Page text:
by Apparel Resources
28-September-2017 | 5 mins read
Having started its operations in Bangladesh in 2006, CJ International is a Swedish buying house spearheaded by Roshan Withanage as the Managing Director. Besides Bangladesh, CJ International also has offices in India, China, Pakistan and Hong Kong in addition to its partners in Latvia, Estonia and Thailand.
Working predominantly with Scandinavia, sweaters account for almost half of CJ International’s total business from Bangladesh, while the remaining 40 per cent is shared by knit and woven products, and 10 per cent by home textiles (bathrobes, towels, etc). It has a well-equipped design studio in Sweden, in-house product development teams (both for design and yarn development) and a testing lab (employing a full-time technician and complete set of equipment including an International Lab Standard washer, a dryer, a GSM cutter and GSM weighing machines among others) and its very own knitting factory, Young 4ever Textiles Limited (specialized in all kinds of knitted products), with a production capacity of over 4,00,000 pieces per month.
Rule of Three
According to me, the three most important factors for being recognized as a preferred supplier are:
- Commitment and Reliability
- Quality, and
Sync with Changing Dynamics
I personally see that very few suppliers are changing as per the global apparel trade requirements. Suppliers need to be fast in feedback and proactive in design and trends. Also, they need to be more accommodative to the buyers’ needs. Those who give a personal and customized response will definitely win in the long run.
Minimum order quantities are too high, unlike in China. Suppliers are also not geared up to take on new trend-based challenges; they look too much into doing what they have been doing till now.
The garment exports in Bangladesh will continue to grow not because they are great or they deserve it but due to the simple reason of low labour cost and low energy costs when comparing the competition (which gives less choice to the buyers). If they were proactive, innovative and customer-driven, they could have grown much more.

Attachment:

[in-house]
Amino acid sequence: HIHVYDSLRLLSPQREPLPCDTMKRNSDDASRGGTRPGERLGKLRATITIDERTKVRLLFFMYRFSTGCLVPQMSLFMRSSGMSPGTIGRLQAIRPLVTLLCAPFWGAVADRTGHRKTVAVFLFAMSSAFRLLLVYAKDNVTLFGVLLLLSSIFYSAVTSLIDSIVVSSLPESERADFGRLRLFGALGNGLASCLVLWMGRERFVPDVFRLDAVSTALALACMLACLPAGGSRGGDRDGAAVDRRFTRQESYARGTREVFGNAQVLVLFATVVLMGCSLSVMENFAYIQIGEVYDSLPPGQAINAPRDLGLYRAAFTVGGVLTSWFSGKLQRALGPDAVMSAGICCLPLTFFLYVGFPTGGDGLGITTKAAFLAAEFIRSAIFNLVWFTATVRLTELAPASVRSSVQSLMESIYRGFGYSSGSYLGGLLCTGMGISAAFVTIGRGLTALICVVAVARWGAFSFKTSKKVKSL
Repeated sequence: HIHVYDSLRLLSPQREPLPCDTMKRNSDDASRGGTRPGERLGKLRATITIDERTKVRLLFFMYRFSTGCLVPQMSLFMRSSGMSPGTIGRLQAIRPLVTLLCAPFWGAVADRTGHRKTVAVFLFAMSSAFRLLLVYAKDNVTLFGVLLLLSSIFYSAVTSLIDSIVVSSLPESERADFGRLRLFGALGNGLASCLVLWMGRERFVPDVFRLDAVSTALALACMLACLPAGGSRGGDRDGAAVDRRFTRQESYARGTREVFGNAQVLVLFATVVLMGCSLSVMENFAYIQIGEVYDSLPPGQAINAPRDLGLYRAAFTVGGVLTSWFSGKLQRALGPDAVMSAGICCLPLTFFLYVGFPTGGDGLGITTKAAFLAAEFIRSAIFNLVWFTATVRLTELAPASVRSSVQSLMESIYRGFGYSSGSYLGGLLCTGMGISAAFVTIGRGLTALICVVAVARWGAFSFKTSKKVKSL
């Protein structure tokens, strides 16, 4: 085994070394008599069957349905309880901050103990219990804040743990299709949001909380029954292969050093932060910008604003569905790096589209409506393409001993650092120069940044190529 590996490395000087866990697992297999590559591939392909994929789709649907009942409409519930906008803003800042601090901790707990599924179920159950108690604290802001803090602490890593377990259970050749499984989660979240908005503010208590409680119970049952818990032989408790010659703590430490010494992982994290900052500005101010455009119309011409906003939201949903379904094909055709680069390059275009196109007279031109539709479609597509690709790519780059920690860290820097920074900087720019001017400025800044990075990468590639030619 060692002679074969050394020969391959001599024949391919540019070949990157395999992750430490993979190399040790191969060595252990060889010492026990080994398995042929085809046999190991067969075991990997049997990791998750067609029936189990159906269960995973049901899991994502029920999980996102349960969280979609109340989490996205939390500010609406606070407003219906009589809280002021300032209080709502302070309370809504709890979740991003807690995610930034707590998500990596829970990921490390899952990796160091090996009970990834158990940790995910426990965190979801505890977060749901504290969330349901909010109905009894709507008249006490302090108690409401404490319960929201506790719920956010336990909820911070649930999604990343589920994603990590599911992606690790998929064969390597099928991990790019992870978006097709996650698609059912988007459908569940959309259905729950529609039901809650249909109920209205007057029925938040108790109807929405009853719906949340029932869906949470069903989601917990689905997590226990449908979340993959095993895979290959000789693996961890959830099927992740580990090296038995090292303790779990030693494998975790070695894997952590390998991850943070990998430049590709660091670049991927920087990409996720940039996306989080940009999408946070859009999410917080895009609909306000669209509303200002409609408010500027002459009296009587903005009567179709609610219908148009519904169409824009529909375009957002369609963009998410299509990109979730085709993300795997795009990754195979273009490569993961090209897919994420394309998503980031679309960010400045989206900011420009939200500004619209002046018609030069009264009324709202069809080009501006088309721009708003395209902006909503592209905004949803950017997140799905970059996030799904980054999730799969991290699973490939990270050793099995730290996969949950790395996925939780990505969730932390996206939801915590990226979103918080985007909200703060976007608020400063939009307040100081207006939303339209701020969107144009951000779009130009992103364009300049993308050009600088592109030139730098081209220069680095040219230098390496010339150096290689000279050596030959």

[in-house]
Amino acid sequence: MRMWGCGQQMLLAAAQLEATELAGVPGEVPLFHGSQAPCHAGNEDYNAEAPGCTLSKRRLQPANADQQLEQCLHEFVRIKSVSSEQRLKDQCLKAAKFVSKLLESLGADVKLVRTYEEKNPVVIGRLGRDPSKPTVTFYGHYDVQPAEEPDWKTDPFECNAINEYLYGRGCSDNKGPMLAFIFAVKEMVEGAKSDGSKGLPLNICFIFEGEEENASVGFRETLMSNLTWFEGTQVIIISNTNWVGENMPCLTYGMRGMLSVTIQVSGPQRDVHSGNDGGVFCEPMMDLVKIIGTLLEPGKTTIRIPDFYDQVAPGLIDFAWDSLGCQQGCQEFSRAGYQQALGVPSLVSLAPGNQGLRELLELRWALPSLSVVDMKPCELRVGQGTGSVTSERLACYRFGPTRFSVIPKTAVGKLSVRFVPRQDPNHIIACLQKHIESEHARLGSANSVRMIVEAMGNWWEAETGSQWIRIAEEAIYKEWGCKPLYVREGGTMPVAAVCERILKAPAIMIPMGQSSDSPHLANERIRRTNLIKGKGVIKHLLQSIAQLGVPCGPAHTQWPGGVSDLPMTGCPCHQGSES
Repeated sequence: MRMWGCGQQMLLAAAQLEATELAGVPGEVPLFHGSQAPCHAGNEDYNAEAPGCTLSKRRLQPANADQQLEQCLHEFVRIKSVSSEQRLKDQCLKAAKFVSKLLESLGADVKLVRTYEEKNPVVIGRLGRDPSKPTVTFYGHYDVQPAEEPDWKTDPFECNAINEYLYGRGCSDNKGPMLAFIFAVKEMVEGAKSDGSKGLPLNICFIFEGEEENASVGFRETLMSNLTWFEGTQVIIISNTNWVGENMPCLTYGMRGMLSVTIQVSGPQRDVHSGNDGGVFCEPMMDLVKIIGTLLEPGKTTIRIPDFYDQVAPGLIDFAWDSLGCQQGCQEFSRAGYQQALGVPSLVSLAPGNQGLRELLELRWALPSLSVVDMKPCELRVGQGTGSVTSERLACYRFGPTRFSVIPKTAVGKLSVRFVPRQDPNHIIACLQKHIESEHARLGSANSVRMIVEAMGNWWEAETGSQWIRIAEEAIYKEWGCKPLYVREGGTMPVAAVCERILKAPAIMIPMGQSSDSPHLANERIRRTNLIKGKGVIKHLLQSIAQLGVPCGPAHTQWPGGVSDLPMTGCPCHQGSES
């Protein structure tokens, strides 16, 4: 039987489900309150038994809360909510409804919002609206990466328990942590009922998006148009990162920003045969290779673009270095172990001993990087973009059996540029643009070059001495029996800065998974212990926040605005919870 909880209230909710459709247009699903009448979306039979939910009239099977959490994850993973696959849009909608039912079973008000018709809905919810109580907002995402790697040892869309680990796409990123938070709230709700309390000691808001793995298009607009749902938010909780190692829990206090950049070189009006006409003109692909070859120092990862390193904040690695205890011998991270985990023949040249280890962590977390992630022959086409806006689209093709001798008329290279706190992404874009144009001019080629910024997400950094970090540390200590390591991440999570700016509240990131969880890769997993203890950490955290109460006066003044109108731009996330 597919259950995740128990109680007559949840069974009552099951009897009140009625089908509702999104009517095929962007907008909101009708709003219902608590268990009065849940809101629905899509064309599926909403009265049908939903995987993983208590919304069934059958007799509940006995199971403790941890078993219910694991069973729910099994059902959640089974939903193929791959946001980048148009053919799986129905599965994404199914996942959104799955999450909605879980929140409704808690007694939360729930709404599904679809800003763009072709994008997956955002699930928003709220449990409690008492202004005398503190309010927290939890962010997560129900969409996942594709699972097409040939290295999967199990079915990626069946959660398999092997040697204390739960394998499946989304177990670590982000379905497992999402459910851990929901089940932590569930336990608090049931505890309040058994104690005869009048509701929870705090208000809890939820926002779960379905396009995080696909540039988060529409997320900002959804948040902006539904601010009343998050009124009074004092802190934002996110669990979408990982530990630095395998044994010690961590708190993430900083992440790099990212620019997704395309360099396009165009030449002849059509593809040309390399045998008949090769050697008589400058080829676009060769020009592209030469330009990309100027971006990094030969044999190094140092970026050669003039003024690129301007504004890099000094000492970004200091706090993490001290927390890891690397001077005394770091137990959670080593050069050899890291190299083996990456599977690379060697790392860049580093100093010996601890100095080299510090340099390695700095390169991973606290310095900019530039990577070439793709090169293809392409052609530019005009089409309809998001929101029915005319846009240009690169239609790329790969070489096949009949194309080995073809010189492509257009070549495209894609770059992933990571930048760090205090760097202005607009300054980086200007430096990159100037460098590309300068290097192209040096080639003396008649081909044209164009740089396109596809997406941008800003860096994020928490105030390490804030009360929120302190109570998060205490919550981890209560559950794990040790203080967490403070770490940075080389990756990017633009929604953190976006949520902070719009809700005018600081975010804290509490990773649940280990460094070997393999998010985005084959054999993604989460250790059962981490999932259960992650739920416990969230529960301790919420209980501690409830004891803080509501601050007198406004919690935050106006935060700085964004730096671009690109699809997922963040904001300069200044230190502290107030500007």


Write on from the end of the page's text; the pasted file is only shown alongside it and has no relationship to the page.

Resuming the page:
AO SURVEY FINDINGS
The respondents also agreed that the other major considerations for a preferred supplier would be defined on the basis of: The respondents also agreed that the other major considerations for a preferred supplier would be defined on the basis of:
• Upfront Attitude of Management (Transparency/Partnerships)
• PD Skills/Innovation• Speed to Market
• Product Price/Quality Ratio
Low prices, and established industry with years of export knowledge (compared to the African countries).
Even though I personally would like to agree that a preferred vendor list can help simplify business and give a sense of stability and continuity in supply, a modern business shouldn’t restrict itself to only a limited number of suppliers. But we are not in a position to do so due to the simple fact that more than 50 per cent of the vendors are not reliable or responsible. Therefore, it pays to stick to the known few vendors. Although it’s a matter of time before the industry ups its standards and all the vendors come to an almost equal platform.
With global connectivity improving and advancement of e-commerce, it will be normal to shop around for new vendors more often, but it will take a bit more time in Bangladesh to happen.
I totally agree that we should be flexible enough to change our policies provided that the vendors, who are not the preferred ones, are ethical and do not harm the environment. Being rigid on our own policies will make us lose our competitive advantage in the market as flexibility is the key in this business.
Maintaining the Edge
In this age, when most of the businesses review the supplier list almost every few years to get the best bargain possible, the following qualities/factors can help a supplier maintain that competitive edge:
- Be proactive to changes,
- Adopt LEAN management,
- Be flexible to the buyers’ requirements,
- Look for a niche market (can do parallel to one’s core basic products),
- Continue absorbing new technologies, and
- Look for new supplier markets with low infrastructure costs and labour to establish oneself parallel to one’s current production base.